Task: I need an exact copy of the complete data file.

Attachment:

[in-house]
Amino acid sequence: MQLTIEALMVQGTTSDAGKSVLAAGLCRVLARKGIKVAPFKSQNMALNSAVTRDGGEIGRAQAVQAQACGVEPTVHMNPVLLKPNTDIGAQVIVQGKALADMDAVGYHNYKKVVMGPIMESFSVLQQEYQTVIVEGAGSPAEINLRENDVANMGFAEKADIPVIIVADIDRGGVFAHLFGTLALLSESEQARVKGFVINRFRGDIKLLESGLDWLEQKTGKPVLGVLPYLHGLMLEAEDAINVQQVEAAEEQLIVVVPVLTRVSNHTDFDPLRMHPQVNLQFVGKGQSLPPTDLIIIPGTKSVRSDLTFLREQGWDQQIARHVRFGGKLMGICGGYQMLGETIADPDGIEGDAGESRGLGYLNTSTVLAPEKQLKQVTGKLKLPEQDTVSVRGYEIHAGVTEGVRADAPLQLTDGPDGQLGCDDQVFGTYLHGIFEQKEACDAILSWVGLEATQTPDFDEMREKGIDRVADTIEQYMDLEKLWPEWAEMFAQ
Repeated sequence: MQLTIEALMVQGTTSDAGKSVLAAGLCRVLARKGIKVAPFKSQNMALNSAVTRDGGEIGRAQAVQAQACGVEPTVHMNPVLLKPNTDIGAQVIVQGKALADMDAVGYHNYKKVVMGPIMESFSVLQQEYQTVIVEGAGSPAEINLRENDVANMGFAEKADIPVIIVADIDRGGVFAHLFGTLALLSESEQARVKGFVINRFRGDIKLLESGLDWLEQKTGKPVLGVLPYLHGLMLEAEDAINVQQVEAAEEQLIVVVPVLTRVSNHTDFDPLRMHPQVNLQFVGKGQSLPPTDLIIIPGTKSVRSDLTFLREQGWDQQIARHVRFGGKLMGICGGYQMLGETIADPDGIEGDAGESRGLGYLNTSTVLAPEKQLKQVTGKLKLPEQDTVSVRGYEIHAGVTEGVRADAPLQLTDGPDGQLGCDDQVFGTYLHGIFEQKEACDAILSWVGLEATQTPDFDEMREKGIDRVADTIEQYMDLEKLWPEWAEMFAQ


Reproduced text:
[in-house]
Amino acid sequence: MQLTIEALMVQGTTSDAGKSVLAAGLCRVLARKGIKVAPFKSQNMALNSAVTRDGGEIGRAQAVQAQACGVEPTVHMNPVLLKPNTDIGAQVIVQGKALADMDAVGYHNYKKVVMGPIMESFSVLQQEYQTVIVEGAGSPAEINLRENDVANMGFAEKADIPVIIVADIDRGGVFAHLFGTLALLSESEQARVKGFVINRFRGDIKLLESGLDWLEQKTGKPVLGVLPYLHGLMLEAEDAINVQQVEAAEEQLIVVVPVLTRVSNHTDFDPLRMHPQVNLQFVGKGQSLPPTDLIIIPGTKSVRSDLTFLREQGWDQQIARHVRFGGKLMGICGGYQMLGETIADPDGIEGDAGESRGLGYLNTSTVLAPEKQLKQVTGKLKLPEQDTVSVRGYEIHAGVTEGVRADAPLQLTDGPDGQLGCDDQVFGTYLHGIFEQKEACDAILSWVGLEATQTPDFDEMREKGIDRVADTIEQYMDLEKLWPEWAEMFAQ
Repeated sequence: MQLTIEALMVQGTTSDAGKSVLAAGLCRVLARKGIKVAPFKSQNMALNSAVTRDGGEIGRAQAVQAQACGVEPTVHMNPVLLKPNTDIGAQVIVQGKALADMDAVGYHNYKKVVMGPIMESFSVLQQEYQTVIVEGAGSPAEINLRENDVANMGFAEKADIPVIIVADIDRGGVFAHLFGTLALLSESEQARVKGFVINRFRGDIKLLESGLDWLEQKTGKPVLGVLPYLHGLMLEAEDAINVQQVEAAEEQLIVVVPVLTRVSNHTDFDPLRMHPQVNLQFVGKGQSLPPTDLIIIPGTKSVRSDLTFLREQGWDQQIARHVRFGGKLMGICGGYQMLGETIADPDGIEGDAGESRGLGYLNTSTVLAPEKQLKQVTGKLKLPEQDTVSVRGYEIHAGVTEGVRADAPLQLTDGPDGQLGCDDQVFGTYLHGIFEQKEACDAILSWVGLEATQTPDFDEMREKGIDRVADTIEQYMDLEKLWPEWAEMFAQ